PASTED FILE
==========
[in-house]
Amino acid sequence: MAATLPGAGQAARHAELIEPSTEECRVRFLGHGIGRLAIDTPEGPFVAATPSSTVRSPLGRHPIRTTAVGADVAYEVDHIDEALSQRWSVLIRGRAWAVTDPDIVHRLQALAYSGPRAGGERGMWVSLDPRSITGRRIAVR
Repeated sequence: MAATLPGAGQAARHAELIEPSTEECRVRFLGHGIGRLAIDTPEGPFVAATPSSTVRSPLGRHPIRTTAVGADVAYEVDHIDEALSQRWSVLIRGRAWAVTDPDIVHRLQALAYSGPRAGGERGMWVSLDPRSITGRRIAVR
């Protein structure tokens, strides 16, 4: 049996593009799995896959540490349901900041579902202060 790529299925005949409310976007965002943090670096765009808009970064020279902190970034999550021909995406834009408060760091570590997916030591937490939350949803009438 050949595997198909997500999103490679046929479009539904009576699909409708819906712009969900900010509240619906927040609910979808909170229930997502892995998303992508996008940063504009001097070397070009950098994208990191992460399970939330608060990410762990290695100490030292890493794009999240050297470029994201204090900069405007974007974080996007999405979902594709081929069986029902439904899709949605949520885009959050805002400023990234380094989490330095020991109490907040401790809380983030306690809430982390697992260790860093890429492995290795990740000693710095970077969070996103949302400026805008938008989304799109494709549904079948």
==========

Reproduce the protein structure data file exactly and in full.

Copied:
[in-house]
Amino acid sequence: MAATLPGAGQAARHAELIEPSTEECRVRFLGHGIGRLAIDTPEGPFVAATPSSTVRSPLGRHPIRTTAVGADVAYEVDHIDEALSQRWSVLIRGRAWAVTDPDIVHRLQALAYSGPRAGGERGMWVSLDPRSITGRRIAVR
Repeated sequence: MAATLPGAGQAARHAELIEPSTEECRVRFLGHGIGRLAIDTPEGPFVAATPSSTVRSPLGRHPIRTTAVGADVAYEVDHIDEALSQRWSVLIRGRAWAVTDPDIVHRLQALAYSGPRAGGERGMWVSLDPRSITGRRIAVR
């Protein structure tokens, strides 16, 4: 049996593009799995896959540490349901900041579902202060 790529299925005949409310976007965002943090670096765009808009970064020279902190970034999550021909995406834009408060760091570590997916030591937490939350949803009438 050949595997198909997500999103490679046929479009539904009576699909409708819906712009969900900010509240619906927040609910979808909170229930997502892995998303992508996008940063504009001097070397070009950098994208990191992460399970939330608060990410762990290695100490030292890493794009999240050297470029994201204090900069405007974007974080996007999405979902594709081929069986029902439904899709949605949520885009959050805002400023990234380094989490330095020991109490907040401790809380983030306690809430982390697992260790860093890429492995290795990740000693710095970077969070996103949302400026805008938008989304799109494709549904079948």